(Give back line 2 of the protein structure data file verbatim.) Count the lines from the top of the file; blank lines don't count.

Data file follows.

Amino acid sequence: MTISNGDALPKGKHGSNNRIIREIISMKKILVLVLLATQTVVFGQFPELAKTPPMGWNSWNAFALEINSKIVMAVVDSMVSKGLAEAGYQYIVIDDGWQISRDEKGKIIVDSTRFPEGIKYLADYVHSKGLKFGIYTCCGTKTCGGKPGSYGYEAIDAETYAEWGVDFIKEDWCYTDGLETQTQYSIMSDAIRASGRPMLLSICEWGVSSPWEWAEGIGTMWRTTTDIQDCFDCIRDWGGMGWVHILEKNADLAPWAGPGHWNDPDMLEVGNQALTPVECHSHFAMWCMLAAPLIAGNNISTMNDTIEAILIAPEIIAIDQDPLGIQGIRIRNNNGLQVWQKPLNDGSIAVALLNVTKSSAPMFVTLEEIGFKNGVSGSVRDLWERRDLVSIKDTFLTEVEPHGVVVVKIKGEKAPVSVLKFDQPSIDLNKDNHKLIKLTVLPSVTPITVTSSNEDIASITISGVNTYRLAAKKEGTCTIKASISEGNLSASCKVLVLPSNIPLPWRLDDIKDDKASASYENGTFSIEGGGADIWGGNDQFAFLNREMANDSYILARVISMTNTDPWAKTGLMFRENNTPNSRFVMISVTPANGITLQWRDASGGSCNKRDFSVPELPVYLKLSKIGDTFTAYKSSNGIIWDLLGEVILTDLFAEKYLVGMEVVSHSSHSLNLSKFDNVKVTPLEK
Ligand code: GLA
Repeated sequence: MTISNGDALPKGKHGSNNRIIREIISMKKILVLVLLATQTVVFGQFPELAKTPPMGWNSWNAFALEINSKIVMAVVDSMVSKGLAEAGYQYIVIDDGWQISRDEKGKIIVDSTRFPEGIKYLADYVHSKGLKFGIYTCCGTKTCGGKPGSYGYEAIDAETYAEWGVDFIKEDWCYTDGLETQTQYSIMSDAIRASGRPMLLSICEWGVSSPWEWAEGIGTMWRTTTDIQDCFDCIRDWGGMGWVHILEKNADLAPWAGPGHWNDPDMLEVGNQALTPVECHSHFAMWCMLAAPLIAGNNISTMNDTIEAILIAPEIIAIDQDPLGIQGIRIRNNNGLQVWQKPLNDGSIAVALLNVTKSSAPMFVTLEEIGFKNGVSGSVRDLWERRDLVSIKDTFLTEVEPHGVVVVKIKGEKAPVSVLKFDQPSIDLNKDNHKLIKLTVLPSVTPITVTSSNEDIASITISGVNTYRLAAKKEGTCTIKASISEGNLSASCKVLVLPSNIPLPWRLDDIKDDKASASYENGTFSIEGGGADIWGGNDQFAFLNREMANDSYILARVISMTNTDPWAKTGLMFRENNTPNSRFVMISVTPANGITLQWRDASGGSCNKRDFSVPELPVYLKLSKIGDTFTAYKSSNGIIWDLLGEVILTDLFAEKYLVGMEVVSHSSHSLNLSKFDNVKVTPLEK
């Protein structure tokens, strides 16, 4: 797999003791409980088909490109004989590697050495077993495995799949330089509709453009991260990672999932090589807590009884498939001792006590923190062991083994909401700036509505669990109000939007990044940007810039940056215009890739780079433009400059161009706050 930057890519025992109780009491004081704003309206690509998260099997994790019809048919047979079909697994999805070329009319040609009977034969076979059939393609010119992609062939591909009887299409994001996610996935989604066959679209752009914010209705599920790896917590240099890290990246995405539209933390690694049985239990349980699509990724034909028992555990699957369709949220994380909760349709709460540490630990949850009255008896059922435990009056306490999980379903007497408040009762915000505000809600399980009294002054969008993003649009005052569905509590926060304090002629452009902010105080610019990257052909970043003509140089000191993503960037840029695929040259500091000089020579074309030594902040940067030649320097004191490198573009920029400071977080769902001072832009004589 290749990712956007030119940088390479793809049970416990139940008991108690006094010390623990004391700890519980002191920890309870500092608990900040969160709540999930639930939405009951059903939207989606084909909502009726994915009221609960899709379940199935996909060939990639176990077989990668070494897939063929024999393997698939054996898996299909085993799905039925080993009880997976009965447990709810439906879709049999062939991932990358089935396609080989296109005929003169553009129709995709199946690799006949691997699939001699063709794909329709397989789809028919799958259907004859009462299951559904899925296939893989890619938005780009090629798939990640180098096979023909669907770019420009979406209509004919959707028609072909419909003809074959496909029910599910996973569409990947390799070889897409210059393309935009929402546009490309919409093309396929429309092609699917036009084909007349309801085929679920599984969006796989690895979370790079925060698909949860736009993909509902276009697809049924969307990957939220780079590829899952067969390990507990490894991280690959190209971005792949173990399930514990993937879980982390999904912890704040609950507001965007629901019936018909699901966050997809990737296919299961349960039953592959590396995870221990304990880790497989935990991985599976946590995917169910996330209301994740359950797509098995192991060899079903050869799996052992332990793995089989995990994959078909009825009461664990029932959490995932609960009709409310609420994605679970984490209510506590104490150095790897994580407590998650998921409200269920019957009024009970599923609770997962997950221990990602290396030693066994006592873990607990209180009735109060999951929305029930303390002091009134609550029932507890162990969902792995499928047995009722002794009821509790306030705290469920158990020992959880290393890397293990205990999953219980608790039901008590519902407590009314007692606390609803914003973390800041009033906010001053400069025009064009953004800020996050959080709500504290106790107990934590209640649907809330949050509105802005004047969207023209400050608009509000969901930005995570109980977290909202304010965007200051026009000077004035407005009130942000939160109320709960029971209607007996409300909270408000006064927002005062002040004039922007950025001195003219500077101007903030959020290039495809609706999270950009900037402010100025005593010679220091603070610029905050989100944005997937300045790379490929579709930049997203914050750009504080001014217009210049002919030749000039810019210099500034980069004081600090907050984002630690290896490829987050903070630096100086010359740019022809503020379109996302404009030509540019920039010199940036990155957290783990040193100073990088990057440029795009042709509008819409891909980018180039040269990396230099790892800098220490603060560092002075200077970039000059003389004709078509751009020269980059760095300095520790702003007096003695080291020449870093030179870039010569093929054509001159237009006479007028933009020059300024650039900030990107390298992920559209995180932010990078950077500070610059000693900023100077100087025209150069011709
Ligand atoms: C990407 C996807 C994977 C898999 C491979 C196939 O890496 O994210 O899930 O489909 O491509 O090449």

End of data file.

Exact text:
Ligand code: GLA